Two weeks ago, an acquaintance in Texas implied I was tyrannical after I commented on his Facebook post. Another Texas Facebook “friend,” concluded, “You are way out there – your ideological rants are not logical. You pick outlier conditions and make generalizatize [sic], broad assertions.”
The exchange started with the “friend,” commenting the Chinese Communist Party neither cares for Christians nor Uyghur Muslims, which according to him is “where the California Governor goes to get his ideas, regarding the ban of singing in churches.”
I remarked singing is concerning because like coughing and sneezing, it releases potentially infectious droplets into the air. Additionally, singers in choirs stand close together, which further increases the chance of spreading COVID-19.
I shared that 52 members of a choir in Mount Vernon, WA were infected in early March, before there was a ban on gatherings. I concluded, no one is saying “Don’t practice your faith” in California. They’re saying, “Don’t have gatherings where people can potentially get infected, such as large indoor events, singing in enclosed areas, and congregating in crowded bars and restaurants.”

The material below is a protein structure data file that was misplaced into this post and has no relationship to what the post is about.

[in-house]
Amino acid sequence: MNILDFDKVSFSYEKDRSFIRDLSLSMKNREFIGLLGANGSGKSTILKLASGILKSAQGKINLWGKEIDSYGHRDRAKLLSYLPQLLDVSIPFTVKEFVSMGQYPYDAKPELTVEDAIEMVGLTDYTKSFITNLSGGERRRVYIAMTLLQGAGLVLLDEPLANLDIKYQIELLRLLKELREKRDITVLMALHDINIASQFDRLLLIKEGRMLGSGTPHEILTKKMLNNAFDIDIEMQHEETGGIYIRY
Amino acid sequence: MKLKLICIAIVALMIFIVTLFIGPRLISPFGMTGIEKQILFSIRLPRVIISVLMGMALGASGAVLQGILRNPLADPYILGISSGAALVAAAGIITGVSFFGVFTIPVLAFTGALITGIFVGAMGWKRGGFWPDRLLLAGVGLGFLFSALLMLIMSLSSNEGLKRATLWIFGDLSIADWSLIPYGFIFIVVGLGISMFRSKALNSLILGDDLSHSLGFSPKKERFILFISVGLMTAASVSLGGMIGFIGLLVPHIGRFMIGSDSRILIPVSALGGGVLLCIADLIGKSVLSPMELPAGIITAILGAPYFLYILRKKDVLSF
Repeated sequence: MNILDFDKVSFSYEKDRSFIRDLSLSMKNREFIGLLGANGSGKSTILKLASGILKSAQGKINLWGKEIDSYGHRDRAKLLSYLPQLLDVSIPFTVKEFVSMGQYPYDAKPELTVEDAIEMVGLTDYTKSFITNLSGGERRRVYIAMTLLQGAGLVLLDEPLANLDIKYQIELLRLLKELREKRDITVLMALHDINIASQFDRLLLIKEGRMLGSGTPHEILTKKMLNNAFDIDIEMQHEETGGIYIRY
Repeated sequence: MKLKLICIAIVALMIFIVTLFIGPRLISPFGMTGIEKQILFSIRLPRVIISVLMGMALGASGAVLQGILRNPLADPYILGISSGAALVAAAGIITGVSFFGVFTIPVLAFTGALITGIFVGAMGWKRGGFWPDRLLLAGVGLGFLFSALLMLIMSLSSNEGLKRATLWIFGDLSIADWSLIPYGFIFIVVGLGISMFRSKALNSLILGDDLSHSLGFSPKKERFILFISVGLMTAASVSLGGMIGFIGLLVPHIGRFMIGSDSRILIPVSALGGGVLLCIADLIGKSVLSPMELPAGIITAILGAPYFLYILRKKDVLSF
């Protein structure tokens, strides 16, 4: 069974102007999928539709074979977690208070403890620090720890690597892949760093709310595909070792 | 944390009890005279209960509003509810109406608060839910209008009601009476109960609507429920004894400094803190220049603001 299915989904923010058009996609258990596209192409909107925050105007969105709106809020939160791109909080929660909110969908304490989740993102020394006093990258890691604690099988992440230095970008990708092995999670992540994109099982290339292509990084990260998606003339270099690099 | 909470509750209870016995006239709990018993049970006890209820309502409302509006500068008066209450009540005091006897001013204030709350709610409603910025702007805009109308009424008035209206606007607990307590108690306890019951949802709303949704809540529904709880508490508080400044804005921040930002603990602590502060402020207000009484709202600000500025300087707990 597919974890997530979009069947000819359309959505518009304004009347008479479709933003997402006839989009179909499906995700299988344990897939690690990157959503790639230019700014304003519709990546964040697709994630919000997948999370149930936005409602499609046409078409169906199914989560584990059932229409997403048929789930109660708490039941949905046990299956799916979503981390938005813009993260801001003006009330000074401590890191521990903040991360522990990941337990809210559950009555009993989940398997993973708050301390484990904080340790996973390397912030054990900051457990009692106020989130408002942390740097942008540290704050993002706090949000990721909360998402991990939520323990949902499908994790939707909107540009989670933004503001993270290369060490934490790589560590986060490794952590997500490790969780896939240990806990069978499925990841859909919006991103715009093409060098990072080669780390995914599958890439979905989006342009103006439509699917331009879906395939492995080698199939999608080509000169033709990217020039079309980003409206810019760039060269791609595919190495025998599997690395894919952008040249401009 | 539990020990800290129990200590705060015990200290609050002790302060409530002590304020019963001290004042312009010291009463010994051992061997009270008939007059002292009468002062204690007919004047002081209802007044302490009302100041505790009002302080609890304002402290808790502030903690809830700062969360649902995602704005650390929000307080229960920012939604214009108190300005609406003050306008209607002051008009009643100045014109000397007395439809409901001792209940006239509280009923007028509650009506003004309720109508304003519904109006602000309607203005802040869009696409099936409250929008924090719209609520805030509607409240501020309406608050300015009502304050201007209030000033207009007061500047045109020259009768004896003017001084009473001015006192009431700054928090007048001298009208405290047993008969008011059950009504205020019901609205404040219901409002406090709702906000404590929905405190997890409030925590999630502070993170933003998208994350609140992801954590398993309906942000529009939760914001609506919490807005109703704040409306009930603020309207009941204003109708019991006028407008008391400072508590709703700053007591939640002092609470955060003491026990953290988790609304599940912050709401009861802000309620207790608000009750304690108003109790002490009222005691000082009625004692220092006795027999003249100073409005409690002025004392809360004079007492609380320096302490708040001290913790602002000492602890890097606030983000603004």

To reinforce the need for vigilance during COVID-19, which he’s consistently jettisoned, I wrote, “In Matthew it says, ‘Love your neighbor as yourself.’ That kinda’ means help ensure your neighbor doesn’t get infected by wearing a mask, social distancing, and not congregating, such as standing 12 inches apart, spitting droplets as you sing, etc. There are many, many cases where people were ill, but their COVID-19 tests were negative; however, the second (or third) test indicated they were indeed positive.
People in a choir, whether in a church, synagogue, or symphony hall have no way to know whether for sure they’re truly free of COVID-19, especially with 1 in 4 people being tested in some states and cities being positive.”
His retort was short, “Newsom is being sued…He will loose [sic]. At this point we all know the risks, it is not the goverment [sic] job to tell us how and when to worship. This is the totalitarian thinking that is espoused by the left that leads to Tyranny CCP [sic] style.”